‘Magpie Murders’ has everything you want in a British mystery – suspense, mystery, suspense, murder – and it’s narrated by a man who looks like he’s been hit by a bus.
It is the second in the “Ladies’ Magpie Murders” series, but there are differences. The first was written by a woman and the second by a man.
This time the title is “The Ladies’ Magpie Murders”.
The author is a man of mystery and suspense. He lives in a lovely cottage surrounded by fields and hedges. In the front garden there’s a statue of the Virgin Mary – she’s a black marble statue in gold, white and blue. A gold cross is on her forehead. She looks like she’s been run over.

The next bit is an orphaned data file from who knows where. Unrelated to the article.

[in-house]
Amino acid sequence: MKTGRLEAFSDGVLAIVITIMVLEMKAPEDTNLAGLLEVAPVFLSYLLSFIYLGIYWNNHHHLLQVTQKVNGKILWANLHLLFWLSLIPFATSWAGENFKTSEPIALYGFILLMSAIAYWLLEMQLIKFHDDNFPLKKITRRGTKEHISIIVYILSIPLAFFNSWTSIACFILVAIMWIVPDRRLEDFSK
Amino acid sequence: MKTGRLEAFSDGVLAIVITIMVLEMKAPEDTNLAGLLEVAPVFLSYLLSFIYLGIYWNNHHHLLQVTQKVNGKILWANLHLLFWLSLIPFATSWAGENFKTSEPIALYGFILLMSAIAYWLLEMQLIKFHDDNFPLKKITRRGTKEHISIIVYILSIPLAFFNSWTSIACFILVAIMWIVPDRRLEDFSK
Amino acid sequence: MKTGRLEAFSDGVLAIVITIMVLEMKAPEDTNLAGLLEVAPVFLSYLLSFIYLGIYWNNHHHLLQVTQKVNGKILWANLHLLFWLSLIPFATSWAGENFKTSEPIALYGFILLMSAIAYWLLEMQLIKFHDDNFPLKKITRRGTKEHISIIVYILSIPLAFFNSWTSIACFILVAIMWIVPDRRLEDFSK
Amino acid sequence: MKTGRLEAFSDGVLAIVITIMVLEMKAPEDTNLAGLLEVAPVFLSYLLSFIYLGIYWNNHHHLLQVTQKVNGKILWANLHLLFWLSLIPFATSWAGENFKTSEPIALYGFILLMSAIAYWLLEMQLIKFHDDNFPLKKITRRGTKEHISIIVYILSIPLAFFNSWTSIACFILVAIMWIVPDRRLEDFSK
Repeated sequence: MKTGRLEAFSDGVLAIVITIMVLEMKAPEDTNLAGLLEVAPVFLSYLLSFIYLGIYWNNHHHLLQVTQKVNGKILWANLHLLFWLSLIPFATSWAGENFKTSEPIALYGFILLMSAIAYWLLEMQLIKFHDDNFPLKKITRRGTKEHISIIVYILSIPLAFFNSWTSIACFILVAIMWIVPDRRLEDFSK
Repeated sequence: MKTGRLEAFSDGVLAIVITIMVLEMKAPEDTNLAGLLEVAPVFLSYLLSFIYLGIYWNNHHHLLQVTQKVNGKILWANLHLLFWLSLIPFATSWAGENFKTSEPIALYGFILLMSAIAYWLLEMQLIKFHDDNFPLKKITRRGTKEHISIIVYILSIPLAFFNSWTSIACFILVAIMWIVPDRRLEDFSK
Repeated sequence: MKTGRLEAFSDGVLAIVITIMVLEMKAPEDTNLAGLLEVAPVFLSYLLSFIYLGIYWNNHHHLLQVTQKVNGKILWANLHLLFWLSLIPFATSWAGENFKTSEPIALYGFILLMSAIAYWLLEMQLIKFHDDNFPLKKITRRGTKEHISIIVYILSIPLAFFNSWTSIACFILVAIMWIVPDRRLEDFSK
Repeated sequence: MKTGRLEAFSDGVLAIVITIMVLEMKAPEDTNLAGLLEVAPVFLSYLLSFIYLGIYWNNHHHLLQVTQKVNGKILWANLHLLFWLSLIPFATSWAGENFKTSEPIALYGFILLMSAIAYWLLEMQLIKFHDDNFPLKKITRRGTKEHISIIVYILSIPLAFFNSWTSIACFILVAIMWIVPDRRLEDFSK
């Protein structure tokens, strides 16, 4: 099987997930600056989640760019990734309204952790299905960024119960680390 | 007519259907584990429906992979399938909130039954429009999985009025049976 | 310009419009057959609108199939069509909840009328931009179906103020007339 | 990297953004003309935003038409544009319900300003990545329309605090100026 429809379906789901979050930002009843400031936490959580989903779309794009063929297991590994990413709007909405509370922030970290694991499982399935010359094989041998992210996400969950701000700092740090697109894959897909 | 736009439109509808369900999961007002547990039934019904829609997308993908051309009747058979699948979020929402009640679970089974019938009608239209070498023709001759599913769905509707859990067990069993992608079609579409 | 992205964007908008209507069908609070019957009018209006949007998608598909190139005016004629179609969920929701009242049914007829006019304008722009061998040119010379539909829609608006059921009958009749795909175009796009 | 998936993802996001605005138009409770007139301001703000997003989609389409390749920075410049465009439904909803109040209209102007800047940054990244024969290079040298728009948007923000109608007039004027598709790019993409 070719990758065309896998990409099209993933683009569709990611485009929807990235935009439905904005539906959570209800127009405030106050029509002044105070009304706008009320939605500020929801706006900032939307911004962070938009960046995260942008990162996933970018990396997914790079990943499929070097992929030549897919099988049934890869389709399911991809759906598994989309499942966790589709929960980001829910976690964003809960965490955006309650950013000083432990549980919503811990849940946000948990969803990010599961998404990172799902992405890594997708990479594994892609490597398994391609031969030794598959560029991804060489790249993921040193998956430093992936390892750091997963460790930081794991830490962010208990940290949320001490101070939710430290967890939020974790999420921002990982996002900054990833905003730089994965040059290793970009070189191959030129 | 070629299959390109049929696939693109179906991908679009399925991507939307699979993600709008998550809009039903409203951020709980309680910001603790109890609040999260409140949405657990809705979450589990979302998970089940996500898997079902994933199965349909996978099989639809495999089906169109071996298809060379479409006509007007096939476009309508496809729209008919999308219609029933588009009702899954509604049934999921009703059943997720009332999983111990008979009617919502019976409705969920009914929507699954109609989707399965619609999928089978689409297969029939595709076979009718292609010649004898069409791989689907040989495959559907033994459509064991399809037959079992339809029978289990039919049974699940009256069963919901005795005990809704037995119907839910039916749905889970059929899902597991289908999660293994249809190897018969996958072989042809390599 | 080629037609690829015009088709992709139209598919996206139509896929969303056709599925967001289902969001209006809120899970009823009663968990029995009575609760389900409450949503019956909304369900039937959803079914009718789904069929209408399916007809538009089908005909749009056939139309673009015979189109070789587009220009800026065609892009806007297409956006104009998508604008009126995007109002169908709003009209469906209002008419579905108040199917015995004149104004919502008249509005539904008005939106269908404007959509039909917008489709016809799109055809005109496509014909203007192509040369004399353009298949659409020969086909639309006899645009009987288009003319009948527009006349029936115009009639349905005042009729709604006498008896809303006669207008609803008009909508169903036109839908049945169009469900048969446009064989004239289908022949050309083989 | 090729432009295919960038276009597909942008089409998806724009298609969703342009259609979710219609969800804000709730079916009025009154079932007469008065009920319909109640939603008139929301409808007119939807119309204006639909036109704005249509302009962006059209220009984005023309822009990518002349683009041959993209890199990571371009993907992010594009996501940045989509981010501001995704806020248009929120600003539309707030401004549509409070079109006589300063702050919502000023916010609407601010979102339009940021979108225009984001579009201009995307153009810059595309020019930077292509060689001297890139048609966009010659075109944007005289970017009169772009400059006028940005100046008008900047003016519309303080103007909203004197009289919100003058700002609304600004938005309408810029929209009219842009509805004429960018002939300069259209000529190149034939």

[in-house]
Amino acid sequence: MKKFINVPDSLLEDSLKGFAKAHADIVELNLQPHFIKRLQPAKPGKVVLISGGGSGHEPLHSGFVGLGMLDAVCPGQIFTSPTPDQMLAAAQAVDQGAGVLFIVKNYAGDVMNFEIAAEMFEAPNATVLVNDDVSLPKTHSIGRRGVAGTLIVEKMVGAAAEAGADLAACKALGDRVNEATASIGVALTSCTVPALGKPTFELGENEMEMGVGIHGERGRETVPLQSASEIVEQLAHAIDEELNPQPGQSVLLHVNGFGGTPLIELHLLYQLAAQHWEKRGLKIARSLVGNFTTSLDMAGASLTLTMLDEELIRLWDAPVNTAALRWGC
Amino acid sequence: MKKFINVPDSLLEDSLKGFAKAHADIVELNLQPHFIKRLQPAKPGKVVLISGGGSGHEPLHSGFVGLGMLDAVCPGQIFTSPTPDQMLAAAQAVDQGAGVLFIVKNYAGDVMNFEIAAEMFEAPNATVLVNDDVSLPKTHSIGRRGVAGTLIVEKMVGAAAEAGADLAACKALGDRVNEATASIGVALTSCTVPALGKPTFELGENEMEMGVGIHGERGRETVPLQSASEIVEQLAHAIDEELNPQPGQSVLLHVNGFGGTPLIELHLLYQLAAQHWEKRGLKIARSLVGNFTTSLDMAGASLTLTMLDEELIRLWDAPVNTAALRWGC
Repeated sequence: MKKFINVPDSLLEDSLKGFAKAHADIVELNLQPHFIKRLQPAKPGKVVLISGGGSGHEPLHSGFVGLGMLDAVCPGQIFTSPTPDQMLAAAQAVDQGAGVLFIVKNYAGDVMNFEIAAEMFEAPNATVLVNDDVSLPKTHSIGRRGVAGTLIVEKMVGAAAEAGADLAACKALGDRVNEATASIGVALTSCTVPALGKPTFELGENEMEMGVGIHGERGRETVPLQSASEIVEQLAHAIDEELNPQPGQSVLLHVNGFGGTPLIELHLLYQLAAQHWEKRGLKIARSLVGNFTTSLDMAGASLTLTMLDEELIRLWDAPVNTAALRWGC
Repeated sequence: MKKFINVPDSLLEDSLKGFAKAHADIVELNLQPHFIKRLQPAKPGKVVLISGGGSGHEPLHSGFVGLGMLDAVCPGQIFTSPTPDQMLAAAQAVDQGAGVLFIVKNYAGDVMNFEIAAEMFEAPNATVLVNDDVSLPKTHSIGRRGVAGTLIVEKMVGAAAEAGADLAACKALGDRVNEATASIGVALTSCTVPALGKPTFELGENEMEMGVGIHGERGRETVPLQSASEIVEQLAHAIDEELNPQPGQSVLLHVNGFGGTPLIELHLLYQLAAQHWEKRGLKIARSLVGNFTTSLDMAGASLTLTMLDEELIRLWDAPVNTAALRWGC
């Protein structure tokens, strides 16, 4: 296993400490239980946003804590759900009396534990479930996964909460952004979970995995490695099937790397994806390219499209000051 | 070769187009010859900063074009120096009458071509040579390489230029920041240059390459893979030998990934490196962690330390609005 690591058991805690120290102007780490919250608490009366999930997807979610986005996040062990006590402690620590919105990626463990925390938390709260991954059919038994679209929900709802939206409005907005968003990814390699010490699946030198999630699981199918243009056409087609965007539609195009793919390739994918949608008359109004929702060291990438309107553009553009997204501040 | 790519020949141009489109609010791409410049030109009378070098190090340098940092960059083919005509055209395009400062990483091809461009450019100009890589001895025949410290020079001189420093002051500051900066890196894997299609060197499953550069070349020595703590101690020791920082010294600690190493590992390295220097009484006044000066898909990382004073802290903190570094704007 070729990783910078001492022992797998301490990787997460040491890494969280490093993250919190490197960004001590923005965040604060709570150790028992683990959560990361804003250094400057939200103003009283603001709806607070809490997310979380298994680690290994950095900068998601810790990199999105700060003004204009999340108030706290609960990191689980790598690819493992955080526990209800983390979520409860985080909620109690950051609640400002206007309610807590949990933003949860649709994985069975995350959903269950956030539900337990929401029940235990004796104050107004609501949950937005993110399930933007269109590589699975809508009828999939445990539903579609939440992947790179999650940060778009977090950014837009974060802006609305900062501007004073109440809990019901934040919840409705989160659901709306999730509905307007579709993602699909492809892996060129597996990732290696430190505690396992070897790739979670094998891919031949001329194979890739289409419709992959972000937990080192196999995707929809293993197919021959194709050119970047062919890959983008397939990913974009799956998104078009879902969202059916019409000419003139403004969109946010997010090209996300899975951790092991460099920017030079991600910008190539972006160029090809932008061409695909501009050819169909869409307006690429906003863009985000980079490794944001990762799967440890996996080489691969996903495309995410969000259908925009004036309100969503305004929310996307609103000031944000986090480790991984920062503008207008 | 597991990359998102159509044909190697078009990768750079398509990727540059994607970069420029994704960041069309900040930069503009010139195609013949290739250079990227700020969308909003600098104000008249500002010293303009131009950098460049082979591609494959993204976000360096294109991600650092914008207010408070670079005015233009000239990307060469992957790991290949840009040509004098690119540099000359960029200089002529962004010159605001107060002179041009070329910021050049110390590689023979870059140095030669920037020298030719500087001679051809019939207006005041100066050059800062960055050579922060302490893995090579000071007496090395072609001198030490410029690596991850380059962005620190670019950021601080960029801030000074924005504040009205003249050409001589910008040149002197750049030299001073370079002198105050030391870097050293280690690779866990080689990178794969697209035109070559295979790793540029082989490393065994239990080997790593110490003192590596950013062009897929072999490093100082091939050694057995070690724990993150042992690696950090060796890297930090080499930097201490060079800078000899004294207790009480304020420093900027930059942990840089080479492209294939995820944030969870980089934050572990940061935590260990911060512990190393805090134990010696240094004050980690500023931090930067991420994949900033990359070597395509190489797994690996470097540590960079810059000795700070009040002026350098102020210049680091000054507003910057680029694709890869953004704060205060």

The garden is full of statues which represent the various things that can kill us: poison, fire and car accidents. At one end there’s a little statue of a man and woman kissing, with angels for eyes and hands. The couple look as if they’ve just met. In the middle, near the statue of the Virgin Mary, is a statue of a blue and white striped swan in a garden, and on the other side, there’s a statue of a black leopard.
I was looking at all the statues when my telephone rang. It was the author. I told him what I’d been doing out in the garden and he said: “You’ve done very well.”